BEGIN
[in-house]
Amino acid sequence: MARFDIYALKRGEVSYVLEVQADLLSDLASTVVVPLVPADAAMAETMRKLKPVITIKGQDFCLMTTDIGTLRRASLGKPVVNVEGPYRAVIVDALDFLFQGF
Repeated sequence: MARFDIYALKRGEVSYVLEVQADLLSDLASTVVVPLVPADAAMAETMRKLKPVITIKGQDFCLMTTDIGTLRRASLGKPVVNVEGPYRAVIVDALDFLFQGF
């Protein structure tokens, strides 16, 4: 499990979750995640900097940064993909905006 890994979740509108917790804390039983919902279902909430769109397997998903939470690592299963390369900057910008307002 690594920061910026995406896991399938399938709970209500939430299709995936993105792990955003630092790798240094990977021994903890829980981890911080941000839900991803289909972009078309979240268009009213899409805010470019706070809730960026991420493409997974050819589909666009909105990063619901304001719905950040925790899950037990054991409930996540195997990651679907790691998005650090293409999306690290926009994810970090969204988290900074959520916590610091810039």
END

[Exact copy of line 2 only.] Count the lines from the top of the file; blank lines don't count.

Amino acid sequence: MARFDIYALKRGEVSYVLEVQADLLSDLASTVVVPLVPADAAMAETMRKLKPVITIKGQDFCLMTTDIGTLRRASLGKPVVNVEGPYRAVIVDALDFLFQGF